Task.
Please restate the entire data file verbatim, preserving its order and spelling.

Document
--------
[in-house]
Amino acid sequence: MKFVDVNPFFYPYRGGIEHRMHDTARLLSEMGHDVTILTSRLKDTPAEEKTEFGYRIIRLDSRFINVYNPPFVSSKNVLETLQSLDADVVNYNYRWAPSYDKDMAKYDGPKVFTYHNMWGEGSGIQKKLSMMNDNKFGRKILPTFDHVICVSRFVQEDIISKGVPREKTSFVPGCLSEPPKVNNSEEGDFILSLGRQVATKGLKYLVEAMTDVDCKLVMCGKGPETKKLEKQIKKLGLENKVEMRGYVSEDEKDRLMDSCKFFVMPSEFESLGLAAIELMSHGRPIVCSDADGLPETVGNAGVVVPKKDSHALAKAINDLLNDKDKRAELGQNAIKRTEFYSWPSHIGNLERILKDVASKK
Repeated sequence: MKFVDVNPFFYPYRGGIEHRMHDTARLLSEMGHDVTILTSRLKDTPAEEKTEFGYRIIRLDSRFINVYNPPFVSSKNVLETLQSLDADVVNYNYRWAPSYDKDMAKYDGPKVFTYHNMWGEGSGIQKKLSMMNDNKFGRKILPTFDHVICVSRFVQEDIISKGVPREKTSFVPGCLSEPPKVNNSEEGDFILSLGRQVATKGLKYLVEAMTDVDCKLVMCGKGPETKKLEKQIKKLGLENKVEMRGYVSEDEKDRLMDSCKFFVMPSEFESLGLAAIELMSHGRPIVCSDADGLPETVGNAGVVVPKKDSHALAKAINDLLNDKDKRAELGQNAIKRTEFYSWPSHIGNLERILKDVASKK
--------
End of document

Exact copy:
[in-house]
Amino acid sequence: MKFVDVNPFFYPYRGGIEHRMHDTARLLSEMGHDVTILTSRLKDTPAEEKTEFGYRIIRLDSRFINVYNPPFVSSKNVLETLQSLDADVVNYNYRWAPSYDKDMAKYDGPKVFTYHNMWGEGSGIQKKLSMMNDNKFGRKILPTFDHVICVSRFVQEDIISKGVPREKTSFVPGCLSEPPKVNNSEEGDFILSLGRQVATKGLKYLVEAMTDVDCKLVMCGKGPETKKLEKQIKKLGLENKVEMRGYVSEDEKDRLMDSCKFFVMPSEFESLGLAAIELMSHGRPIVCSDADGLPETVGNAGVVVPKKDSHALAKAINDLLNDKDKRAELGQNAIKRTEFYSWPSHIGNLERILKDVASKK
Repeated sequence: MKFVDVNPFFYPYRGGIEHRMHDTARLLSEMGHDVTILTSRLKDTPAEEKTEFGYRIIRLDSRFINVYNPPFVSSKNVLETLQSLDADVVNYNYRWAPSYDKDMAKYDGPKVFTYHNMWGEGSGIQKKLSMMNDNKFGRKILPTFDHVICVSRFVQEDIISKGVPREKTSFVPGCLSEPPKVNNSEEGDFILSLGRQVATKGLKYLVEAMTDVDCKLVMCGKGPETKKLEKQIKKLGLENKVEMRGYVSEDEKDRLMDSCKFFVMPSEFESLGLAAIELMSHGRPIVCSDADGLPETVGNAGVVVPKKDSHALAKAINDLLNDKDKRAELGQNAIKRTEFYSWPSHIGNLERILKDVASKK